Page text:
kernel programming

Discussion in 'Web Design / Development / Programming' started by erucader, May 18, 2002.

  1. erucader

    erucader

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    there are so many programming languages for windows and stuff, but here is my question: what is the actual os written with? once the computer boots, how does it understand the kernel code? also, how can you boot to a formatted drive? what tells it to display the C:\> ??
     
  2. Insanepyro69

    Insanepyro69

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    I also would like to know this.
     
  3. RJ

    RJ

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    It's the BIOS that loads the operating system. No matter which language you use for programming, at the end you get assembly code. And this will be loaded by the BIOS when you start the PC.
    Windows is written in C++ and assembly language.

    RJ
     
  4. erucader

    erucader

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    i see, but what is the assmbly language? so the c:\> prompt is part of the bios?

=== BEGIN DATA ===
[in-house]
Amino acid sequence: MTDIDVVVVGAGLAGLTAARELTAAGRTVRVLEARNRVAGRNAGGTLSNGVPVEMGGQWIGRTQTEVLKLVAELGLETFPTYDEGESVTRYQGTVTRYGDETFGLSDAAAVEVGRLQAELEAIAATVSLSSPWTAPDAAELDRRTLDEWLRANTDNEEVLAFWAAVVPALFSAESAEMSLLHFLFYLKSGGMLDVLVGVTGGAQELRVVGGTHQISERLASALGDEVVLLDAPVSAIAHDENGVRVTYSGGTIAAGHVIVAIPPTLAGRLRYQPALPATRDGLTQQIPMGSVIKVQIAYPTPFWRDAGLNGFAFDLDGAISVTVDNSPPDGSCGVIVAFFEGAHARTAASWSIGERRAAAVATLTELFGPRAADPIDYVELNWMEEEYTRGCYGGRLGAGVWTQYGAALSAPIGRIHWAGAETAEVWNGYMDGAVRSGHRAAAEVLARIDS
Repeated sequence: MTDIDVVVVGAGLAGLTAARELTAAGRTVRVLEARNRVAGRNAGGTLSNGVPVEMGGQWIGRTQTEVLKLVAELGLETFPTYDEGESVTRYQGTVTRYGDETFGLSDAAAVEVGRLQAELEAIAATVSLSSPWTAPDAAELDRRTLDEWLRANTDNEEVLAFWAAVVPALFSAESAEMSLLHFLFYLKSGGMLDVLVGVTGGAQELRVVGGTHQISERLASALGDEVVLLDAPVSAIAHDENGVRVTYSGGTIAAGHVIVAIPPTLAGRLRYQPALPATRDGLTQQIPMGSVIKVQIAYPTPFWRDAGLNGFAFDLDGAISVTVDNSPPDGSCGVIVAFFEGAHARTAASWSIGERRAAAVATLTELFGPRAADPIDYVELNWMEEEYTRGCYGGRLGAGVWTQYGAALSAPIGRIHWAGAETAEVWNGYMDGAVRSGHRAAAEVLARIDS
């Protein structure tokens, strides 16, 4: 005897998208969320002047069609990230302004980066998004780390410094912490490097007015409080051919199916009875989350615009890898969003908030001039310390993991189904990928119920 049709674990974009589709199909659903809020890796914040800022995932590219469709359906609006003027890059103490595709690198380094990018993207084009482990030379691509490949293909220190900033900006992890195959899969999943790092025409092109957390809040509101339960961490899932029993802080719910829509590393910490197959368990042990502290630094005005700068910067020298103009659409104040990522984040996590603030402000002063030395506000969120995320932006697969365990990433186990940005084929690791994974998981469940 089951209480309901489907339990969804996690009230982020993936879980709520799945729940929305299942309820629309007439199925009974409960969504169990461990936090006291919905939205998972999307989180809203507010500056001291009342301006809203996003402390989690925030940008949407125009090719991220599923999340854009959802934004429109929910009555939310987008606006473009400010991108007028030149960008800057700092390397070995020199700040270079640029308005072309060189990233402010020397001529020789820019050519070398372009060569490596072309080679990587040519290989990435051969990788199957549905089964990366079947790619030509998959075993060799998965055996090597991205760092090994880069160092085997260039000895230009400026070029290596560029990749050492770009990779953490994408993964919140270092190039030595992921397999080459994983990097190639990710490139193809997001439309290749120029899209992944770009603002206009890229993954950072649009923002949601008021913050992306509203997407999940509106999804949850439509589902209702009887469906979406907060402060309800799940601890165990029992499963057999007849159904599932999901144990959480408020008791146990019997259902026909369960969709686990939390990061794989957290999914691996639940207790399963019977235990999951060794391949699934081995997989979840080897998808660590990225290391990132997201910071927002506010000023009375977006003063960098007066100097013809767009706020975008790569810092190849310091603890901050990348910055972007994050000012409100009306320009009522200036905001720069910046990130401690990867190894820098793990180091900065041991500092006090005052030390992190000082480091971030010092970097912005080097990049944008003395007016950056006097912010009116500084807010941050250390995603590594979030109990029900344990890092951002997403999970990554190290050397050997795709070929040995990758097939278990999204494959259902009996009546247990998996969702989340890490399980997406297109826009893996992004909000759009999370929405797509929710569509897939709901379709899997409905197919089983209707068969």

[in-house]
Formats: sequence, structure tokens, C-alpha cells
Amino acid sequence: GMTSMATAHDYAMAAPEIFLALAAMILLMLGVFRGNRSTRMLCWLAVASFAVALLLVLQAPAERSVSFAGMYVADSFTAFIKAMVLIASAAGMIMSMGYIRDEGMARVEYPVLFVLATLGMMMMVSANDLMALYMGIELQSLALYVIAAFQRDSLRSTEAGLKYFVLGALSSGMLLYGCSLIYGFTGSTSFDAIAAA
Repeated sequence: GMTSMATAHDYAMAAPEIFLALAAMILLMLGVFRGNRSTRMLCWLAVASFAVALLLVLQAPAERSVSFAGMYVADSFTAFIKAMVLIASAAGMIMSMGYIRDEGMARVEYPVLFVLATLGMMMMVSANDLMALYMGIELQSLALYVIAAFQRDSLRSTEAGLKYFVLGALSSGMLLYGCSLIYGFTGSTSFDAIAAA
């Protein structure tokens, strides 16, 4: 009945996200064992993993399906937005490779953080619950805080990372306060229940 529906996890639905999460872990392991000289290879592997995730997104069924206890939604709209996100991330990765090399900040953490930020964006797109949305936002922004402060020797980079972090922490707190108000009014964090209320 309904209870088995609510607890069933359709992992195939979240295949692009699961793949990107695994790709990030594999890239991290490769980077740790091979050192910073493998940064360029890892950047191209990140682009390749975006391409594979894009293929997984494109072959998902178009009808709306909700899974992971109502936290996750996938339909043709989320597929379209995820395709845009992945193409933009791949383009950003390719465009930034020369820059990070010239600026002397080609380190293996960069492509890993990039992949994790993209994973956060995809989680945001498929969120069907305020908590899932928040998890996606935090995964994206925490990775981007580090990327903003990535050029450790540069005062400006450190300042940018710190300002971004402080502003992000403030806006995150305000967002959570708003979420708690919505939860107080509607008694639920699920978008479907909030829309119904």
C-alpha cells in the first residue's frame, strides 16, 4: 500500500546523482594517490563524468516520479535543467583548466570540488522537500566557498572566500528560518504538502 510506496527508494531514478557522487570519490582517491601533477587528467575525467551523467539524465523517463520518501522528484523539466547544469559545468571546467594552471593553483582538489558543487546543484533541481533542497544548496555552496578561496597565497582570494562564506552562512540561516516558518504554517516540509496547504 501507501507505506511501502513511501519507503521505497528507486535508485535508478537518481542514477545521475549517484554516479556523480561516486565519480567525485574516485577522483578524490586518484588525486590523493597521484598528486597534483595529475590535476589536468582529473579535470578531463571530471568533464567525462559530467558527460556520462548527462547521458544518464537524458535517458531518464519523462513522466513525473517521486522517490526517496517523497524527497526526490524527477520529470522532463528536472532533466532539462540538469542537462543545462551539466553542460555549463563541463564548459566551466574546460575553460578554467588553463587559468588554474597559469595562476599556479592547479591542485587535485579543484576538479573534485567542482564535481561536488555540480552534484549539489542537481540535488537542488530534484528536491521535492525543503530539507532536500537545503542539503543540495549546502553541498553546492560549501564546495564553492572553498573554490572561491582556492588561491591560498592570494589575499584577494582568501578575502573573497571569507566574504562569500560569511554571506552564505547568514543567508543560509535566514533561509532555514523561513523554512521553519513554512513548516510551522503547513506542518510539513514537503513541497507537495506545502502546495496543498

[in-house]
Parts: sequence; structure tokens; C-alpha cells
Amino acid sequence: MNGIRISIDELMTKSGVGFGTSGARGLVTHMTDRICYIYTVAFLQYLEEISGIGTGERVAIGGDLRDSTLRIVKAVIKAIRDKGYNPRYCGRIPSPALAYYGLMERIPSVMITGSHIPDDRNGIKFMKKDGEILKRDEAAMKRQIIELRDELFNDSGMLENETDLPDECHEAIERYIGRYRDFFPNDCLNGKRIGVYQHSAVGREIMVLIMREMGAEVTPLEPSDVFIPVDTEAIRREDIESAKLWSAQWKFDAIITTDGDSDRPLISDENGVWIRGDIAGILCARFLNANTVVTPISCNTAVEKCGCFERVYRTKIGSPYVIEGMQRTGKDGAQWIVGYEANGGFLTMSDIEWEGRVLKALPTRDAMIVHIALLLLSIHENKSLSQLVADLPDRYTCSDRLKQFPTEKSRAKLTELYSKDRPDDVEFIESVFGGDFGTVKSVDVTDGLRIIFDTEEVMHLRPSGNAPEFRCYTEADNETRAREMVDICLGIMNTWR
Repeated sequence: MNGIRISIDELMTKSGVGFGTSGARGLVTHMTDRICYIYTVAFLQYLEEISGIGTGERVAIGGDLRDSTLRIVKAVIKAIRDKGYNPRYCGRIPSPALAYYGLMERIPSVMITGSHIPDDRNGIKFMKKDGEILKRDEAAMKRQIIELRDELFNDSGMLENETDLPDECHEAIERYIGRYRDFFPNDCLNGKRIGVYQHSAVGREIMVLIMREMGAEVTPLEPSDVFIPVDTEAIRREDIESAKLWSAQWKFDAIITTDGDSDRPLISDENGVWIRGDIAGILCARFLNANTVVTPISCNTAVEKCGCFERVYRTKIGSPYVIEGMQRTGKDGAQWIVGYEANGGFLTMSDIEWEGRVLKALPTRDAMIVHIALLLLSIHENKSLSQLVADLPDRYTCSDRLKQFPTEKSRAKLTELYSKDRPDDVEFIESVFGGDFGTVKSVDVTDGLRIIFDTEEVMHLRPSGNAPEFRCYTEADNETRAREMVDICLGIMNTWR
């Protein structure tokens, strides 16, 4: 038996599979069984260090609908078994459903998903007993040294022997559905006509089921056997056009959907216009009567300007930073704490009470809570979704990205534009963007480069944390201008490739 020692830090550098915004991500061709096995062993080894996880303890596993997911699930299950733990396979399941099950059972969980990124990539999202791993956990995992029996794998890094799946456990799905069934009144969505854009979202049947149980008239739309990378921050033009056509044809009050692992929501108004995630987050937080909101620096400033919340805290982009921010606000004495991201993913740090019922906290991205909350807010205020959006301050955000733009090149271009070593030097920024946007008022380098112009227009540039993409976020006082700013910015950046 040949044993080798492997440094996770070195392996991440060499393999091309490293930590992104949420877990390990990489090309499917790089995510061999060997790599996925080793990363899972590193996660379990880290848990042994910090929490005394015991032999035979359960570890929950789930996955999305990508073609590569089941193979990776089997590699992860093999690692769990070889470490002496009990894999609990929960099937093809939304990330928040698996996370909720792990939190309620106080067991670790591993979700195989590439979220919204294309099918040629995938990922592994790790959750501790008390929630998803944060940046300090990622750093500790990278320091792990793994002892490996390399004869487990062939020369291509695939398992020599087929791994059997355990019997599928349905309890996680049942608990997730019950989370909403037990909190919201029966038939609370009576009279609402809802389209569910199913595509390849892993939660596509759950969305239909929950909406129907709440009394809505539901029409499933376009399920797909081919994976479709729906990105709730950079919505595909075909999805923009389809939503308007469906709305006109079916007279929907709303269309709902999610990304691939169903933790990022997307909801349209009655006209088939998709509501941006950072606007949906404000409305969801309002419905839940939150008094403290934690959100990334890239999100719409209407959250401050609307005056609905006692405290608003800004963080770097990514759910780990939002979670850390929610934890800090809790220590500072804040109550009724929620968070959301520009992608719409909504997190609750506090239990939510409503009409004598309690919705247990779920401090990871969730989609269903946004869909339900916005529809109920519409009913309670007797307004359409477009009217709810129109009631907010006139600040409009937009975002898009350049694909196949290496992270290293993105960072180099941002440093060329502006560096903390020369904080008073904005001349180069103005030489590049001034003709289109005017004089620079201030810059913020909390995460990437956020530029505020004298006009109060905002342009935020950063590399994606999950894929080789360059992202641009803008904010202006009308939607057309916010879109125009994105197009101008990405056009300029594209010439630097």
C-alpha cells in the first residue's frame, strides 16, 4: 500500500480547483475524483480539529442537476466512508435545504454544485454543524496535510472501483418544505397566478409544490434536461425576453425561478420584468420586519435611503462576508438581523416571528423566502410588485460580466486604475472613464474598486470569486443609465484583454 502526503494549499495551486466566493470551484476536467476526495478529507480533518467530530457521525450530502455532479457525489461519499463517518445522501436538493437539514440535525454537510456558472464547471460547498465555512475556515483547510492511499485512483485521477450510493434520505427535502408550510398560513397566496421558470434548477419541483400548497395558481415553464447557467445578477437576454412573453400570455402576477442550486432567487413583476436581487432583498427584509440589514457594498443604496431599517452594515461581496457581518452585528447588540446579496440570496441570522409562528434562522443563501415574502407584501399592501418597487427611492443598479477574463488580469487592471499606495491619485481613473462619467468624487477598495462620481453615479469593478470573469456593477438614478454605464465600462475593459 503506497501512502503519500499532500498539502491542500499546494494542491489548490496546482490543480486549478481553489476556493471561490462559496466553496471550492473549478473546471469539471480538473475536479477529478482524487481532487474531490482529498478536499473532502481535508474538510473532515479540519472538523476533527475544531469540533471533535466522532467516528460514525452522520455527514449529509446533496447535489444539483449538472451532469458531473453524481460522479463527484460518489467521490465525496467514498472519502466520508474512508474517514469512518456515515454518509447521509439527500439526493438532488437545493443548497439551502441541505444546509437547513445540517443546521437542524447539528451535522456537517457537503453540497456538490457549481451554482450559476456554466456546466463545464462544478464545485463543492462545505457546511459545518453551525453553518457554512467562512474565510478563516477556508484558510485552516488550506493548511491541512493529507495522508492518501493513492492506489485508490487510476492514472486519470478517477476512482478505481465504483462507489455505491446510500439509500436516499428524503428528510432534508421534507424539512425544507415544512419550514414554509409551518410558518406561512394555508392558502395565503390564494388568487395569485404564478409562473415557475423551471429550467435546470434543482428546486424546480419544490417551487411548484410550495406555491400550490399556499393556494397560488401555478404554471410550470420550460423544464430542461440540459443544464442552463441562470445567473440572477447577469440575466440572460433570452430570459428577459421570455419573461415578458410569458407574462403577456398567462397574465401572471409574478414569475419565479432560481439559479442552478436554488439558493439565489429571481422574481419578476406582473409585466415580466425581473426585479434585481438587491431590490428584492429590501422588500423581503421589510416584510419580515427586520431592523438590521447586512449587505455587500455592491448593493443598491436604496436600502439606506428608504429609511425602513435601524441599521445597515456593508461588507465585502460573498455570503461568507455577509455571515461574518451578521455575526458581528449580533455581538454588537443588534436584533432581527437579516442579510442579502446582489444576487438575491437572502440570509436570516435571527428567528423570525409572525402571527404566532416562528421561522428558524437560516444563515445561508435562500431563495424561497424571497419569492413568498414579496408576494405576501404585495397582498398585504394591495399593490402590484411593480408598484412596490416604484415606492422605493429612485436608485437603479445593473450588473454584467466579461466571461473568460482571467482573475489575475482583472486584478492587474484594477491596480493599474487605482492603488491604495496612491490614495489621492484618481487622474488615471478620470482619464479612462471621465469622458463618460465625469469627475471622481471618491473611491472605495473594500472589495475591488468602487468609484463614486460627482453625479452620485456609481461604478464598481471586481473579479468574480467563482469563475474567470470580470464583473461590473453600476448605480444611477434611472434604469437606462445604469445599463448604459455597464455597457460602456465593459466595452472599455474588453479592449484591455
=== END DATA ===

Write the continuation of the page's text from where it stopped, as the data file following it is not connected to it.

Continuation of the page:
5. DrZaius

    DrZaius

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    erucader,

    Assembly (ASM) is the language, that's what it's called. It's based on a set of basic instructions that control the processor. And the C:\> prompt is part of DOS. If you completely wipe your drive and boot it will give you an error, not the prompt.
     
  6. erucader

    erucader

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    what is on a brand new drive then? i have never installed a fresh one before.
     
  7. doctorgonzo

    doctorgonzo Professional gadfly

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    Assembly language is about as close to the ones and zeros of computer speak that you can get. Here's a sample:

    mov ax,1234
    mov bl,al
    mov bh,ah
    add bx,03C6

    Most people say "Huh?" to that. It is pretty obtuse, but with assembly language you are directly manipulating bits and registers on the processor.

    The C:\> prompt you see is from DOS and the command interpreter, COMMAND.COM. When the computer starts, the BIOS gets thing moving, sees what peripherals and components are attached to the system, but can't really do much more. It thus has to look for an operating system to boot from, on either a floppy, a CD-ROM, or the HD. That is why, if you leave a floppy in the drive when you reboot, you will get the "Non-system disk" error, and the boot will stop. That's as far as the BIOS can get you.
     
  8. Sunday Silence

    Sunday Silence

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    he he what IT careers would need to know asm? Something tells me I need to avoid them.
     

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